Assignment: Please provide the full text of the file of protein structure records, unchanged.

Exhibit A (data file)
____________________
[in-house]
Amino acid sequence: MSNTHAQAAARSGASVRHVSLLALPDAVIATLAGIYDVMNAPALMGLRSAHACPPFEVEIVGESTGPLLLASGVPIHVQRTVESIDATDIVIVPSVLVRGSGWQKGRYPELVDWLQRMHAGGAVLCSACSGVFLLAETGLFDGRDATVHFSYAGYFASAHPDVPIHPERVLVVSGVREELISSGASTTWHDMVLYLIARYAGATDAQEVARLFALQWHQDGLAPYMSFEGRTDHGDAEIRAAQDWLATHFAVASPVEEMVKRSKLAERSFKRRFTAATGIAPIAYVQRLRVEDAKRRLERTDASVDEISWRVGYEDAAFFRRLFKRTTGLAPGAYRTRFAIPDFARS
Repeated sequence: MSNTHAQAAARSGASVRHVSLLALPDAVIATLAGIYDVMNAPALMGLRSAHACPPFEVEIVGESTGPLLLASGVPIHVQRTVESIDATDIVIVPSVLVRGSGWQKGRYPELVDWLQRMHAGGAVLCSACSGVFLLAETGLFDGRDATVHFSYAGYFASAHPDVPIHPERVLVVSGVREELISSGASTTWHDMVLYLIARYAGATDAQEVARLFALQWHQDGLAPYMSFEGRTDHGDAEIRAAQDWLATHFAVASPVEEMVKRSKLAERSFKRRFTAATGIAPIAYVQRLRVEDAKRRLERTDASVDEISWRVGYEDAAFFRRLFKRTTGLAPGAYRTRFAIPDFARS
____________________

[in-house]
Amino acid sequence: MSNTHAQAAARSGASVRHVSLLALPDAVIATLAGIYDVMNAPALMGLRSAHACPPFEVEIVGESTGPLLLASGVPIHVQRTVESIDATDIVIVPSVLVRGSGWQKGRYPELVDWLQRMHAGGAVLCSACSGVFLLAETGLFDGRDATVHFSYAGYFASAHPDVPIHPERVLVVSGVREELISSGASTTWHDMVLYLIARYAGATDAQEVARLFALQWHQDGLAPYMSFEGRTDHGDAEIRAAQDWLATHFAVASPVEEMVKRSKLAERSFKRRFTAATGIAPIAYVQRLRVEDAKRRLERTDASVDEISWRVGYEDAAFFRRLFKRTTGLAPGAYRTRFAIPDFARS
Repeated sequence: MSNTHAQAAARSGASVRHVSLLALPDAVIATLAGIYDVMNAPALMGLRSAHACPPFEVEIVGESTGPLLLASGVPIHVQRTVESIDATDIVIVPSVLVRGSGWQKGRYPELVDWLQRMHAGGAVLCSACSGVFLLAETGLFDGRDATVHFSYAGYFASAHPDVPIHPERVLVVSGVREELISSGASTTWHDMVLYLIARYAGATDAQEVARLFALQWHQDGLAPYMSFEGRTDHGDAEIRAAQDWLATHFAVASPVEEMVKRSKLAERSFKRRFTAATGIAPIAYVQRLRVEDAKRRLERTDASVDEISWRVGYEDAAFFRRLFKRTTGLAPGAYRTRFAIPDFARS